Revisiting Mister Rogers’ Neighborhood

Animated spinoff from the Land of Make-Believe could give kids – and the rest of us – a respite from the land of Reality TV and other conflict-driven nonsense.

By Jere Hester
|  Tuesday, Aug 2, 2011  |  Updated 11:35 PM EDT
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Mr. Rogers is gone, but his neighborhood is on the comeback trail.

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Unlike much of the news these days, reports this week that PBS is planning an animated spinoff of “Mister Rogers' Neighborhood” are enough to lower the blood pressure.

It's been eight years since the reassuringly kind man in the sweater and sneakers passed away. Re-runs of his show, an oasis of calm amid TV bombast, ended in 2008, meaning this generation of preschoolers is the first since the late 1960s unable to get a daily Mr. Rogers fix of mellow.

But it's not all about the kids – in an era of so-called Reality TV, we all could use a return to the Land of Make-Believe.

The new show – called “Daniel Tiger’s Neighborhood” – will star the son of our favorite striped little big cat (who apparently grew up to be just fine, despite hectoring by Lady Elaine Fairchilde). Word of the spinoff comes, coincidentally or otherwise, at a time brimming with childhood throwbacks: the surprising Smurfs are battling for box office supremacy and the old-school "Winnie the Pooh" reboot is getting honey-laden reviews. We're most excited, though, by the new Muppets movie due out in November.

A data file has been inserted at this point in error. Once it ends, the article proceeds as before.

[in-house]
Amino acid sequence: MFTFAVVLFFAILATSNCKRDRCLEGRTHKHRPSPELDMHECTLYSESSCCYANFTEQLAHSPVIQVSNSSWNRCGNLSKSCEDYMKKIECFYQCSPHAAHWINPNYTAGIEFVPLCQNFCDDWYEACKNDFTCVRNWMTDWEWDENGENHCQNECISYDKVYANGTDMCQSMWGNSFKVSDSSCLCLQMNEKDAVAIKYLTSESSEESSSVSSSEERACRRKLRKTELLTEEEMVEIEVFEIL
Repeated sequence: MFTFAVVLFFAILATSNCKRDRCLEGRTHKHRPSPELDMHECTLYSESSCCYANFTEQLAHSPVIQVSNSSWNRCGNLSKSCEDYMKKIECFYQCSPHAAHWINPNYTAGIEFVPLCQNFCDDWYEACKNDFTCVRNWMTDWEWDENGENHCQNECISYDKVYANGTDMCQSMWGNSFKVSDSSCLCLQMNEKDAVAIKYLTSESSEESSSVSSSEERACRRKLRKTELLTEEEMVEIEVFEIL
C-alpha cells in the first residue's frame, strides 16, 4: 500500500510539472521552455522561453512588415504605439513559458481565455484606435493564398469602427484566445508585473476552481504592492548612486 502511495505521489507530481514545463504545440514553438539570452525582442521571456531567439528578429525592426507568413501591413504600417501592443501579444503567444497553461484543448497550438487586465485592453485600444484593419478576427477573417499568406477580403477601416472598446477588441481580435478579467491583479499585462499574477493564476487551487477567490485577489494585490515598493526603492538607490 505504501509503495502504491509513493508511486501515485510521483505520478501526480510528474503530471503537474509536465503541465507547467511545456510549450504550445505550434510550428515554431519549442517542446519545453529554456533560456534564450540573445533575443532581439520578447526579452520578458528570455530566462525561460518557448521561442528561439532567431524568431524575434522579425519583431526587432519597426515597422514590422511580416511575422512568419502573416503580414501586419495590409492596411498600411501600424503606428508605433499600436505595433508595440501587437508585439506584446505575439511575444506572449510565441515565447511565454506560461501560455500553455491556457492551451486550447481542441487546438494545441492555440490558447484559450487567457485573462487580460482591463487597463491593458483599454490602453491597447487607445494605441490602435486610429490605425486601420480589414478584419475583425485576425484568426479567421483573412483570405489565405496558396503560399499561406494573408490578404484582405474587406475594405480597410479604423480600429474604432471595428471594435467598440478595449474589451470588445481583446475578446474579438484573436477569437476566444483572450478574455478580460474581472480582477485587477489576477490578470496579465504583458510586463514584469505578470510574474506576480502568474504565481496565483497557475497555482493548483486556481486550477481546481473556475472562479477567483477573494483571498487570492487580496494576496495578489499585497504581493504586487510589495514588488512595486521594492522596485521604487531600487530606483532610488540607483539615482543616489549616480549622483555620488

The Muppets, of course, are the big furry-and-felt players on "Sesame Street," Mr. Rogers' edgier, delightfully extroverted PBS neighbor. The shows, both of which debuted in the late 1960s, represented a morning tag-team of seeming opposites. But both treated the audience of all ages with respect, embracing childhood, while not standing for childishness, especially from those old enough to know better.

Mr. Rogers treated his guest, famous and otherwise, with a similar respect, showcasing the value of conversation – and, perhaps more importantly, the value of listening. As Mr. Rogers used to sing in his closing song about the promise of a new day, “You’ll have things you’ll want to talk about. I will, too” – words that seem anathema in a media culture where much of our public discourse has denigrated into one big shouting contest. The Reality TV landscape, meanwhile, is filled with regular people who quarrel and act foolish in a grab for fame. In Mr. Rogers’ neighborhood, conflict was resolved, sans rancor, in a fantasyland of puppets and people, just a trolley ride away.

Sesame Street, headed for its 42nd season, and the new Muppet movie represent the ongoing legacy of the vibrantly creative Jim Henson, more than 20 year after his death. We expect "Daniel Tiger's Neighborhood" will mark a long-overdue extension of the legacy of Fred Rogers, whose gentle style, hopefully, has a place in our popular culture.

A  2009 study found that even in this Internet age, kids 2 to 5 spend nearly 25 hours a week watching TV. It couldn't hurt for them to spend some of that time in a neighborhood we all should revisit.
 

Hester is founding director of the award-winning, multi-media NYCity News Service at the City University of New York Graduate School of Journalism. He is the former City Editor of the New York Daily News, where he started as a reporter in 1992.

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